Pianists Gilles Vonsattel and Michael Brown played superbly [in Barber's Souvenirs], the opening mark in a concert in which all the performances were at the highest level.

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George Grella, New York Classical Review

Mr. Brown devised an intriguing program juxtaposing the rarely performed Mendelssohn Preludes and Fugues op. 35 with contemporary works (his own and that of Leonard Bernstein). The underlying theme was, as we heard, that of fugue and variation: a very clever concept representing a thinking pianist rather than the more typical Juilliard-graduate-virtuoso.

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Roman Markowicz, ConcertoNet.com

An interview / feature on Michael Brown that addresses his background and future as a pianist/composer. 

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Catherine Yang, The Epoch Times

Violinist Elena Urioste and pianist Michael Brown...are polished, immensely self-assured prizewinners who come from prestigious musical backgrounds...Urioste produces her full-bodied, slightly grainy, always pleasing sound with a physical ease that reflects her long-standing interest in yoga. She is capable of the most exquisitely hushed soft playing, the kind that grabs the heart and holds on to it. Brown, who is also a composer, is an intelligent and musical pianist. 

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Patrick Rucker, The Washington Post

A large audience in Great Barrington’s Mahaiwe Theater braved the snow and cold for a warm, heartfelt, and satisfying chamber concert on March 18...The young virtuoso pianist, Michael Brown, took Beethoven’s role at the piano in all three works, engaging more and more deeply as the evening proceeded, the house warmed up, and the musicians sorted out the intimate communications which these challenging works require.

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Carolyn and Eli Newberger, Berkshire Edge
From left, Daniel Müller-Schott and Michael Brown performed Franck’s Sonata for Cello and Piano in A as part of a Chamber Music Society of Lincoln Center presentation.

Classical musicians face enormous expectations when they play a standard repertory work. Listeners have strong feelings about favorite pieces, even when they are open to fresh interpretive approaches...Franck’s Sonata for Cello and Piano in A [received] an ardent, bold performance by Mr. Müller-Schott and the formidable pianist Michael Brown...The program ended with Dvorak’s Piano Quartet in D (Op. 23), with the violist Paul Neubauer joining Mr. Sussmann, Mr. Müller-Schott and Mr. Brown. It was a lively, dynamic performance. 

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Anthony Tommasini, The New York Times

There were grooves galore in Brown’s Sonata-Fantasy for Two Pianos, performed with verve by the generation-skipping duo of Brown and Kalish. Errol Garner met Darius Milhaud in the first movement, as ever-shifting rhythms and robust two-piano sonority kept the ear amused...

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David Wright, New York Classical Review

Providing an even more significant contribution to the performance was gifted pianist-composer and rising star Michael Brown. Notwithstanding the technical demands and often-ferocious difficulties in the piano writing, Brown played glitteringly and with dazzling proficiency, demonstrating a keen understanding of the contemporary idiom that he undoubtedly utilizes as a composer.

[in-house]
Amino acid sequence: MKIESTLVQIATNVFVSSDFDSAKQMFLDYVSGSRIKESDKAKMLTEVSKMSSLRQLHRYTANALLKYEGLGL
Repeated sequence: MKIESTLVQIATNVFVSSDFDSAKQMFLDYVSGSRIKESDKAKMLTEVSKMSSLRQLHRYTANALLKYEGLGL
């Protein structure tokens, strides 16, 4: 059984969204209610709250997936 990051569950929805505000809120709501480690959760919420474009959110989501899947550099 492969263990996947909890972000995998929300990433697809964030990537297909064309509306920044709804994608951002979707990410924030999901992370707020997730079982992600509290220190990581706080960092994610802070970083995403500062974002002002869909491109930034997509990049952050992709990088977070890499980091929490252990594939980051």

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Erica Miner, bachtrack

They gave a show that anyone, regardless of musical taste or knowledge would have enjoyed. Together they were enthralling and entertaining, and as individuals they were both fascinating in their own way.

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Leslie Sarinana, The Prospector

The only truly substantial offering came last, when Mr. Brown, Ms. Keefe and Mr. Marica gave a stunning performance of Ravel’s Piano Trio in A minor (representing France). Here, finally, was a wealth of delicate surprises, especially in the fascinating array of colors the players produced, from the monastic severity of the deep piano ruminations in the Passacaille to the iridescent halo created by the strings’s harmonics in the Finale.

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Corinna da Fonseca-Wollheim, The New York Times

Michael Brown's wonderfully attentive and polished playing of the Steinway [set] the pace

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Oberon's Grove

The centerpiece of the [Ravel] concerto, a languid, meditative, and lengthy discourse in slow triple meter, requires a different manner of control in order to maintain the listener’s attention, and Mr. Brown masterfully achieved this in his sensitive rendition.

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Charles Spining, Arizona Daily Sun

One of the two pianists of the evening, Michael Brown, an Avery Fisher Grant recipient and the festival’s commissioned composer, scampered and pounded through the thorny, difficult score with, of all things, a true collaborator’s modesty.

Along with a lucid tone guided by a structurally intelligent mind, Brown brought the same professionalism to the hot, yet crystalline “Trois Chansons de Bilitis” of Debussy with mezzo-soprano Kelley O’Connor, who, along with Phillips, filled out the center of the program with song.

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Arts Bham

Half the battle with Gottschalk is playing him with utter conviction. Brown won that battle, and brought a light touch to its lyrical moments and beautifully shaded pedaling to its more rambunctious outer sections.

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John Y Lawrence, Chicago Classical Review

The concert opened with a confident and glittering rendition of Louis Moreau Gottschalk’s “The Union, Concert Paraphrase on National Airs” by the pianist Michael Brown.

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Corinna da Fonseca-Wollheim, The New York Times

Michael Brown displayed a virtuosity one could only dream of, turning the Steinway piano into a one-piece marching band complete with trumpet calls and realistic sounding drum rolls with the left hand attacking keys in the bass while playing “Hail, Columbia” with his right hand. More trumpet, more octaves, and a triumphant finish left the audience only wanting for a fireworks reprise.

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Paul Riegler, Frequent Business Traveler